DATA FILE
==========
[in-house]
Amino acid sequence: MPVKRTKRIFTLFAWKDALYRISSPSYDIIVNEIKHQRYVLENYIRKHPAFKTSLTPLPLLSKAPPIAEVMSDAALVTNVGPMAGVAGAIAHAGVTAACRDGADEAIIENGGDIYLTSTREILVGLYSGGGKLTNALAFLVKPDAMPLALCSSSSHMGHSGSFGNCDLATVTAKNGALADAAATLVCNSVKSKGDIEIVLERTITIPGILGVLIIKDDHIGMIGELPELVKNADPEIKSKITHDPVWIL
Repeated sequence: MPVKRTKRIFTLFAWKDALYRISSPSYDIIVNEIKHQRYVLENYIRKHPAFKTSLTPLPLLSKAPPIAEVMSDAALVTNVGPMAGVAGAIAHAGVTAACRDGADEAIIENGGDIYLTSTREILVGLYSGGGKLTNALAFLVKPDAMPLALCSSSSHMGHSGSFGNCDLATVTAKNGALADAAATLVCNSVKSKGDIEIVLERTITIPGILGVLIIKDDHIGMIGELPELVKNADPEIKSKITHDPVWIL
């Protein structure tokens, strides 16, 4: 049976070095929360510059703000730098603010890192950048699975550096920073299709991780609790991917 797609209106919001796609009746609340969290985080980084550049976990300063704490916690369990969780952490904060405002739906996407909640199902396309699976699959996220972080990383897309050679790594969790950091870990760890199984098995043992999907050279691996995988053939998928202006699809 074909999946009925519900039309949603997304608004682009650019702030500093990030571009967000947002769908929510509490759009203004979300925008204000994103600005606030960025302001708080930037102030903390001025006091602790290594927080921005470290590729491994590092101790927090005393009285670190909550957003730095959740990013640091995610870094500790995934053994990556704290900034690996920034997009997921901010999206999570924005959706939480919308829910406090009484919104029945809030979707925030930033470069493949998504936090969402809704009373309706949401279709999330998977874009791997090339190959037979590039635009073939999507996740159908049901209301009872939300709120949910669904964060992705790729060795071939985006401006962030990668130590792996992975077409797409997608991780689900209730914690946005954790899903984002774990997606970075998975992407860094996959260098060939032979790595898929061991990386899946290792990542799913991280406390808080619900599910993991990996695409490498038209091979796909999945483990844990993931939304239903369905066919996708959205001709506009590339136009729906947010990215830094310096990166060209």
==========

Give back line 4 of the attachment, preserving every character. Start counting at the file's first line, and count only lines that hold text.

């Protein structure tokens, strides 16, 4: 049976070095929360510059703000730098603010890192950048699975550096920073299709991780609790991917 797609209106919001796609009746609340969290985080980084550049976990300063704490916690369990969780952490904060405002739906996407909640199902396309699976699959996220972080990383897309050679790594969790950091870990760890199984098995043992999907050279691996995988053939998928202006699809 074909999946009925519900039309949603997304608004682009650019702030500093990030571009967000947002769908929510509490759009203004979300925008204000994103600005606030960025302001708080930037102030903390001025006091602790290594927080921005470290590729491994590092101790927090005393009285670190909550957003730095959740990013640091995610870094500790995934053994990556704290900034690996920034997009997921901010999206999570924005959706939480919308829910406090009484919104029945809030979707925030930033470069493949998504936090969402809704009373309706949401279709999330998977874009791997090339190959037979590039635009073939999507996740159908049901209301009872939300709120949910669904964060992705790729060795071939985006401006962030990668130590792996992975077409797409997608991780689900209730914690946005954790899903984002774990997606970075998975992407860094996959260098060939032979790595898929061991990386899946290792990542799913991280406390808080619900599910993991990996695409490498038209091979796909999945483990844990993931939304239903369905066919996708959205001709506009590339136009729906947010990215830094310096990166060209």